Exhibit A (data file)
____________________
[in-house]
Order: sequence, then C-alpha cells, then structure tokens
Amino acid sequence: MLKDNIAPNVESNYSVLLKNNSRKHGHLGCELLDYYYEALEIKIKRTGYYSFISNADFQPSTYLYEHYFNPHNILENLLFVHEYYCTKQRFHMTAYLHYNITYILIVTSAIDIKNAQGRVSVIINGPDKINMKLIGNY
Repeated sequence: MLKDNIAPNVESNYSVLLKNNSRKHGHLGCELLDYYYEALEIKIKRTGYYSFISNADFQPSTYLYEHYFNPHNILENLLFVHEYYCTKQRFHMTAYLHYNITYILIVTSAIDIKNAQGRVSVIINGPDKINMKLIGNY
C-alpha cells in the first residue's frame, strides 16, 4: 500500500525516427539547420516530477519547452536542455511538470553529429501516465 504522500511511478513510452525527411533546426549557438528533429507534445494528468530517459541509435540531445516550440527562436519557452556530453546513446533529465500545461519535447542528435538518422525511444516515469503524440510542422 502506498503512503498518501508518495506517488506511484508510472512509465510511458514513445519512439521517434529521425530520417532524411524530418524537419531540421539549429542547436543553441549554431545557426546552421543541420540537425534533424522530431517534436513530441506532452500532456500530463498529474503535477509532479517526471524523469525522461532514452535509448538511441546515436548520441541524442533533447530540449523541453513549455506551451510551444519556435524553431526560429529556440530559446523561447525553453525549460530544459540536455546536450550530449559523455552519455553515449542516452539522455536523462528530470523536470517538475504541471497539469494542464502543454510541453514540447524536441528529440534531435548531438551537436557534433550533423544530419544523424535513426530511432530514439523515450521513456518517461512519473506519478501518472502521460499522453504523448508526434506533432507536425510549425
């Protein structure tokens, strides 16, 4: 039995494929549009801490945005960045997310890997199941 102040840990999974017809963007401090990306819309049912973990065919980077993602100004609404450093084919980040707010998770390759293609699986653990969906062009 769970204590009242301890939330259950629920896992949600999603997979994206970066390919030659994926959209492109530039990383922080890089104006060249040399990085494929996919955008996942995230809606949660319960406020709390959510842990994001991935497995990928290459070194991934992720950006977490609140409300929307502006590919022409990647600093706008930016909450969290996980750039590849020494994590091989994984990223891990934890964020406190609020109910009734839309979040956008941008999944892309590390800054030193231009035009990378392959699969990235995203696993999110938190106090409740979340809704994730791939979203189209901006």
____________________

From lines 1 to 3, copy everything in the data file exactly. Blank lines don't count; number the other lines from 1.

[in-house]
Order: sequence, then C-alpha cells, then structure tokens
Amino acid sequence: MLKDNIAPNVESNYSVLLKNNSRKHGHLGCELLDYYYEALEIKIKRTGYYSFISNADFQPSTYLYEHYFNPHNILENLLFVHEYYCTKQRFHMTAYLHYNITYILIVTSAIDIKNAQGRVSVIINGPDKINMKLIGNY